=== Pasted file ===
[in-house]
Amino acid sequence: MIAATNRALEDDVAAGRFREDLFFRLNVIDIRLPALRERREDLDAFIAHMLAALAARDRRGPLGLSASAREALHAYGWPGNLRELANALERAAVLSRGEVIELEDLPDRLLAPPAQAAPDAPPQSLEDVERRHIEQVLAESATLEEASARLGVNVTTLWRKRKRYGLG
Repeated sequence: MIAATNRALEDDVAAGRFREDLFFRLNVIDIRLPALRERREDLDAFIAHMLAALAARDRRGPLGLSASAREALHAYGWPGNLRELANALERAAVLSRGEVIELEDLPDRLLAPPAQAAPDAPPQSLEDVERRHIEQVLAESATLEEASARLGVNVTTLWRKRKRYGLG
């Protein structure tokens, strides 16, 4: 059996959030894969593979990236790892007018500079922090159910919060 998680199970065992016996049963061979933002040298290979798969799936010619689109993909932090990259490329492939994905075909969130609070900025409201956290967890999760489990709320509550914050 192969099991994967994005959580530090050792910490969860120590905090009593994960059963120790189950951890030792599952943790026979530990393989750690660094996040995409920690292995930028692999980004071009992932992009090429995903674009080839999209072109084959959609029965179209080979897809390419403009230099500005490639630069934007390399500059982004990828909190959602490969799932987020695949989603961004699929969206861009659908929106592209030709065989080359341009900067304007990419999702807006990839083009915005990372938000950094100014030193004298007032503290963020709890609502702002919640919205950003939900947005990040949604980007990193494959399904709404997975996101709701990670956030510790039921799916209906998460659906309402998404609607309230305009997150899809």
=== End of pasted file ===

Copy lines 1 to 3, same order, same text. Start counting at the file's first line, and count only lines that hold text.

[in-house]
Amino acid sequence: MIAATNRALEDDVAAGRFREDLFFRLNVIDIRLPALRERREDLDAFIAHMLAALAARDRRGPLGLSASAREALHAYGWPGNLRELANALERAAVLSRGEVIELEDLPDRLLAPPAQAAPDAPPQSLEDVERRHIEQVLAESATLEEASARLGVNVTTLWRKRKRYGLG
Repeated sequence: MIAATNRALEDDVAAGRFREDLFFRLNVIDIRLPALRERREDLDAFIAHMLAALAARDRRGPLGLSASAREALHAYGWPGNLRELANALERAAVLSRGEVIELEDLPDRLLAPPAQAAPDAPPQSLEDVERRHIEQVLAESATLEEASARLGVNVTTLWRKRKRYGLG